Designed by Cristina Celestino: (left) Palazzo Avino bedroom featuring Fornace Brioni’s Boboli tile; (right) Gala Collection for Saba Italia
clé: You’ve taken a material that has been around for centuries and given it a modern twist by respecting the historical aspect but giving it a new lens through which it can be seen. How did your partnership with Fornace Brioni come about?
Celestino: I was contacted by Alberto around the end of summer 2016 and shortly after that, I visited Fornace Brioni for the first time before deciding to accept the assignment. I remember that visit: Fornace is a tough place where you fully experience the contact with materials and you understand the meaning of manual work. I was instantly fascinated by the various techniques used to shape the clay and by the curiosity and innovation of the Brioni brothers.
Creative directions imply an almost daily exchange and confrontation with the company: this involves a significant amount of work for the office, but on the other hand it is an inexhaustible source of enrichment and growth. Terracotta and ceramic are easy-to-work moldable materials; there are no long waiting times for new molds or prototypes.
On the other hand, the process, in addition to being very artisanal, is very alchemical and not totally controllable: in the moment of cooking (firing), expansions occur, unexpected reactions of the material, rather than variations in color in the case of enamels that make everything unpredictable - only the experience of the Brioni brothers is able to partly foresee how matter can react.
Although the production remains artisanal, the work in the furnace is increasingly structured and "mechanized" – thanks to new technology that supports handmade work - in order to make manual work more and more precise and efficient.
(above) Apartment in Paris featuring Fornace Brioni’s Tivoli tile. Design: Batiik Studio / Photo: Giaime Meloni
Fornace Brioni is a unique reality in its specificity: a deep well of knowledge and a great history in the processing of cotto – which begins with the raw material, earth from the floodplain of Po river. It’s a family company, now at the third generation, carried forward by a couple of enterprising, curious, generous and open minded brothers – the perfect combination between craftsmanship and technology, which allows them to give life to products in large scale, with the capacity of a medium factory, and the value of the hand-made.
clé: How does the material inform and inspire your design?
Celestino: Firstly, I am very interested in designing floors and wall coverings – because they are the closest product to the architect, the one that in an interior project defines the container and therefore conditions all the following choices (of furniture, textiles, colors).
To me there is nothing more homey, traditional, and reassuring as a floor made with cotto tiles. The objective was thus to juggle the fundamental values of the material – its Italian workmanship, top quality, durability – and to give it a very bold appearance without altering its typical composition.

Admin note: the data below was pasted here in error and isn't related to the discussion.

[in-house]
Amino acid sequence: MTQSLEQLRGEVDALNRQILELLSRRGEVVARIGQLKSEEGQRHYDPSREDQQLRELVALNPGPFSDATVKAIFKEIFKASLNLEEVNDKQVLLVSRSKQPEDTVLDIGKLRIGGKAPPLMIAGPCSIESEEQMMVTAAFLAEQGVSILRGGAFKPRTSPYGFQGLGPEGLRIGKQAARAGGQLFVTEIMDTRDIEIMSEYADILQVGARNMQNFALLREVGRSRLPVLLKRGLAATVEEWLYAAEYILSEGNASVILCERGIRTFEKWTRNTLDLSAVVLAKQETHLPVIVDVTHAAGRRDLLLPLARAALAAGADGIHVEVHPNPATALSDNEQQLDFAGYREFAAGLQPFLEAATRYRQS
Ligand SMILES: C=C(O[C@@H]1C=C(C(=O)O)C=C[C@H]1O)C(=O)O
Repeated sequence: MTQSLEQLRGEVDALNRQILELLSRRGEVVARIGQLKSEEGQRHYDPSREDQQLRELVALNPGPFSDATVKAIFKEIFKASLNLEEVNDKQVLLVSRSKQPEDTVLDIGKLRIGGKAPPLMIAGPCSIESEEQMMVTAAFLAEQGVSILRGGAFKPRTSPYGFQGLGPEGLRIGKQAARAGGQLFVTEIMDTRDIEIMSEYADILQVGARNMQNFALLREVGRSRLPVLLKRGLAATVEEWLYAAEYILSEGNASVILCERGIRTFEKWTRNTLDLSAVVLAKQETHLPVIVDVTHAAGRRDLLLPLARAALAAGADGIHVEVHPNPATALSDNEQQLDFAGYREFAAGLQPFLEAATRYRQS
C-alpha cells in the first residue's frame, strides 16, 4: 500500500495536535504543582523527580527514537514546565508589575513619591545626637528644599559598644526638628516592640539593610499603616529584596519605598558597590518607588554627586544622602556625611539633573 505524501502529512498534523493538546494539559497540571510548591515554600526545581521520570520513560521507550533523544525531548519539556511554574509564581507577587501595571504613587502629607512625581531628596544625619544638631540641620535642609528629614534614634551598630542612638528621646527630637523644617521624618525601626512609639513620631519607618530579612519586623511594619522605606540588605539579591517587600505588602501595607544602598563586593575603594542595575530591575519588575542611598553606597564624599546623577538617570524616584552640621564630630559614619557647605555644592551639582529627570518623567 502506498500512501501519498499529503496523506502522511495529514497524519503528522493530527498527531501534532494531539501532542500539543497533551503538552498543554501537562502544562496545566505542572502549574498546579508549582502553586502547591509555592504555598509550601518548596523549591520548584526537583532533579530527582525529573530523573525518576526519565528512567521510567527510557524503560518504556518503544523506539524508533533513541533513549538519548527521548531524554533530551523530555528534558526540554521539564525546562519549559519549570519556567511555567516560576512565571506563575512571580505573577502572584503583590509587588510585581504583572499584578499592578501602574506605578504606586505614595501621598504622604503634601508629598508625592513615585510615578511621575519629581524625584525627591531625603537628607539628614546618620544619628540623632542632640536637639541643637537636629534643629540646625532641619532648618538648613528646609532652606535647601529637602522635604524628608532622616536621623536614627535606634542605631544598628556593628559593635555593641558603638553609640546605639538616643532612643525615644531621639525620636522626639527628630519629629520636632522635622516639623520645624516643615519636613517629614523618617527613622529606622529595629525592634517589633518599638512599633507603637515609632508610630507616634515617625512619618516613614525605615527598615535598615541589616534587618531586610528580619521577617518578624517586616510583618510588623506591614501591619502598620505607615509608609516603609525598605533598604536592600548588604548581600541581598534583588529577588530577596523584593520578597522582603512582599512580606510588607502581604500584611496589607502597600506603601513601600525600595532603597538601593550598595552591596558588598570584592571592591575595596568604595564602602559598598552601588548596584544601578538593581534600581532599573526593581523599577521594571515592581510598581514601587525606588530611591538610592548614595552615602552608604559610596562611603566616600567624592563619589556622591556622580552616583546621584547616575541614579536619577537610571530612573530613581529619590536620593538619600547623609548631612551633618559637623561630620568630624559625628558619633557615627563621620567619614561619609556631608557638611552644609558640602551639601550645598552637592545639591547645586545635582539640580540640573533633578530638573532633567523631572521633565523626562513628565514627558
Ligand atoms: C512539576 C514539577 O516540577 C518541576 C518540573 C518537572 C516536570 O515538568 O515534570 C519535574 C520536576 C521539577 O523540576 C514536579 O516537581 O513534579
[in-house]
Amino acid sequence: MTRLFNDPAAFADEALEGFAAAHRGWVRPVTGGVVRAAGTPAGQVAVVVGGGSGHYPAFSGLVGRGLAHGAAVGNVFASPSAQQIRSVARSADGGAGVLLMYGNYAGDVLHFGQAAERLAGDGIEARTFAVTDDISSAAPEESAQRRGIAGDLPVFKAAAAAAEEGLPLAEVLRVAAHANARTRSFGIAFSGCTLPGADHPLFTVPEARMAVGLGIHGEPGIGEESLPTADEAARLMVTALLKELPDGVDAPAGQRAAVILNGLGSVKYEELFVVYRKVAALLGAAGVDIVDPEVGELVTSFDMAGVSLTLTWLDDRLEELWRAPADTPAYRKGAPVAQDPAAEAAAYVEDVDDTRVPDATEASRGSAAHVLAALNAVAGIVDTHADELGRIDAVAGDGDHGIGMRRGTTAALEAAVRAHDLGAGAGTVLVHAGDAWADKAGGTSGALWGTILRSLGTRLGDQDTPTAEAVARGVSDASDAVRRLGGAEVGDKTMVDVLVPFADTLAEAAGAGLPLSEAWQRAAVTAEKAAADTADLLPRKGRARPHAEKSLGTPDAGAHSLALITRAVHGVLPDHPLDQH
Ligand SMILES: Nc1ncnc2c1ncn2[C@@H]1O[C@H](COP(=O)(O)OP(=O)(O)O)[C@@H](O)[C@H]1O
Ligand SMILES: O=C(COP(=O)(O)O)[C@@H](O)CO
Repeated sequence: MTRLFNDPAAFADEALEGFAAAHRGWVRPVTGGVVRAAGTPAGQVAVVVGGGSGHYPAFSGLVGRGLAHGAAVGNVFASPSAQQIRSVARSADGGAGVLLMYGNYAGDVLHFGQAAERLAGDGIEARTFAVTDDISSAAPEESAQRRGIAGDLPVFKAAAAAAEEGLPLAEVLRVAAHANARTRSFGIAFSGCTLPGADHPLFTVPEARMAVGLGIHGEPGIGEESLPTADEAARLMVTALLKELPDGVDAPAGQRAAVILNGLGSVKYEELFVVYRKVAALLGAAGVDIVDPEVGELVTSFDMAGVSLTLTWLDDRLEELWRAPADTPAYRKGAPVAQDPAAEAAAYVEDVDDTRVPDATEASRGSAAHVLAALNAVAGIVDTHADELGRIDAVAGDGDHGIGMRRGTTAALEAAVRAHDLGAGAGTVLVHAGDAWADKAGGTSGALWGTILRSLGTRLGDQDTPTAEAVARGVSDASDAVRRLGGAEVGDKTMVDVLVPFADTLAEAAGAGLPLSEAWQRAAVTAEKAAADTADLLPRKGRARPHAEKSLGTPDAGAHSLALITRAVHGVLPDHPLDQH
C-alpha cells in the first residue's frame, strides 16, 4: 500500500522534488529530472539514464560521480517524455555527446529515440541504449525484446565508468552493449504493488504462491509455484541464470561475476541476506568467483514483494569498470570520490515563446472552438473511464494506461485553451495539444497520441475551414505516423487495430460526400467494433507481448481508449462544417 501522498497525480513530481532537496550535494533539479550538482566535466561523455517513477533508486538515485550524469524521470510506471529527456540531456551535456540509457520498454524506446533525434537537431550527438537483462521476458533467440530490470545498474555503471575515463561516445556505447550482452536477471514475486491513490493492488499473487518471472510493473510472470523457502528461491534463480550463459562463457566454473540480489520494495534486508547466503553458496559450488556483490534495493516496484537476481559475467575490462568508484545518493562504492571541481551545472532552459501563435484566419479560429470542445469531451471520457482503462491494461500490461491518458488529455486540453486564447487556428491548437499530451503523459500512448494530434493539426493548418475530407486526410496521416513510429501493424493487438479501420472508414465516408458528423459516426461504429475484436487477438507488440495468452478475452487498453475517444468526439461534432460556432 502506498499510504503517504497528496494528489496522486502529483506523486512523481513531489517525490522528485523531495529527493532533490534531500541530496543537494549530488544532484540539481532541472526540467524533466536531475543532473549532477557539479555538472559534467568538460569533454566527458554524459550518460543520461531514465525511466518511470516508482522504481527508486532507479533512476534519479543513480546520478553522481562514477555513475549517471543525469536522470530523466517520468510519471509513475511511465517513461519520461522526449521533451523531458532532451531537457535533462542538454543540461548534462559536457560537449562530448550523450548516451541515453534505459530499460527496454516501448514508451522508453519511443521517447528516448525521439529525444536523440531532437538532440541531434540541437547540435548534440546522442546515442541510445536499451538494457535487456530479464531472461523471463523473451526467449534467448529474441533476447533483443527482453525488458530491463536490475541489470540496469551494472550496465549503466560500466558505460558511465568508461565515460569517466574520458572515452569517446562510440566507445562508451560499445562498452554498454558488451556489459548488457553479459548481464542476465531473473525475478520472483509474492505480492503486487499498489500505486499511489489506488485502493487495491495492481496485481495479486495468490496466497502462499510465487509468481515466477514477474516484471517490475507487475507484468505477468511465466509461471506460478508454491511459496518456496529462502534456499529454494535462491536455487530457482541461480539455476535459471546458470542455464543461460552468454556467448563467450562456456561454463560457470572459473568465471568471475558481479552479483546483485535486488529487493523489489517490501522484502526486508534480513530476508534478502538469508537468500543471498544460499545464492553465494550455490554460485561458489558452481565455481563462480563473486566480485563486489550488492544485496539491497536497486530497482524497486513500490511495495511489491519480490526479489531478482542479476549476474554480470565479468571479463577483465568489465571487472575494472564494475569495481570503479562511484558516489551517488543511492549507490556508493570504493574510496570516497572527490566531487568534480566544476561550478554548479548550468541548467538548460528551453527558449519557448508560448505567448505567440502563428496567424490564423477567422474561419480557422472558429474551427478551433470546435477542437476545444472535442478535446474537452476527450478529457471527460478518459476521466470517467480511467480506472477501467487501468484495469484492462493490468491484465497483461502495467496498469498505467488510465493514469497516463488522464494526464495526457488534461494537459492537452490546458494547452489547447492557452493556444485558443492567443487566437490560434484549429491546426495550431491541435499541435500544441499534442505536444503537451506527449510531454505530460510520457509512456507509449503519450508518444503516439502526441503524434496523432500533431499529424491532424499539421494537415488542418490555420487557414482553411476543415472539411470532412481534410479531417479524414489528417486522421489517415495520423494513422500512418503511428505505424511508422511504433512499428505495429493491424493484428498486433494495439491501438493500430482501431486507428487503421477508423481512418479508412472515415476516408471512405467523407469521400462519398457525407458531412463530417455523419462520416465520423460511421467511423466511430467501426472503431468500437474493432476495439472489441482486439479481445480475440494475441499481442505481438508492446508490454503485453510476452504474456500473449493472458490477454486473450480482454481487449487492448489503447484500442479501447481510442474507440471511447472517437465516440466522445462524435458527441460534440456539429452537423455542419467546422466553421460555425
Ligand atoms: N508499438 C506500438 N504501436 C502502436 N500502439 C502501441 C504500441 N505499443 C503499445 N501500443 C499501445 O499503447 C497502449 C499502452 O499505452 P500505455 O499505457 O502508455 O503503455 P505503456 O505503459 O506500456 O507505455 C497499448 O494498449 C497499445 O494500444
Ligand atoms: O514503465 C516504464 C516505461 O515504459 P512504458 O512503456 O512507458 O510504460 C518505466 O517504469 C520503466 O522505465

For this reason, I kept the genuine material and elaborated on it, drawing on the traditional shapes and patterns in Italian culture. The end result is totally innovative yet still reassuring, a balance between nostalgia and cutting-edge design trends.
Cotto is a magical material, extremely complex to work with and subject to shrinkage, but easy to shape. Even the cooking (firing) process in the oven is very intriguing and almost alchemical: the mixture of earth and water thanks to the fire becomes an everyday product, resistant and durable.
(above) Fornace Brioni Catalogue designed by Cristina Celestino
clé: How do you work to develop a new product in cotto? How involved are Alberto + Fornace Brioni in the development of a product? Is there a particular product you feel really changed from original concept to final form based on their input and the making process?
Celestino: I have often applied the processing techniques Alberto was experimenting on. I am given extreme freedom in projects. We present our proposals and often adjustments are necessary in measurements or minor modifications in the shapes, due to the production constraint related to cooking, rather than deformations of the material during the drying process.
In general, all the modifications in the shapes are always constructive even from the design and aesthetic point of view and never denature of the initial idea – no project has ever been radically modified during the realization process.
(above) 28 Posti Restaurant in Milan, designed by Celestino, features Fornace Brioni’s Giulio Romano and Trama tile
clé: What is your dream project?
Celestino: I haven’t chanced upon the opportunity yet to design a project for a kitchen or bathroom for a leading firm in the sector, which I'd like to do soon. However, my project for the future is to have no plans: to enjoy the opportunities that the present can offer us and work as if every project (interior or product) is the most important.
Now more than ever I have realised that it makes no sense to set time-bound goals and rigid plans for the future. (Ed: We echo that sentiment)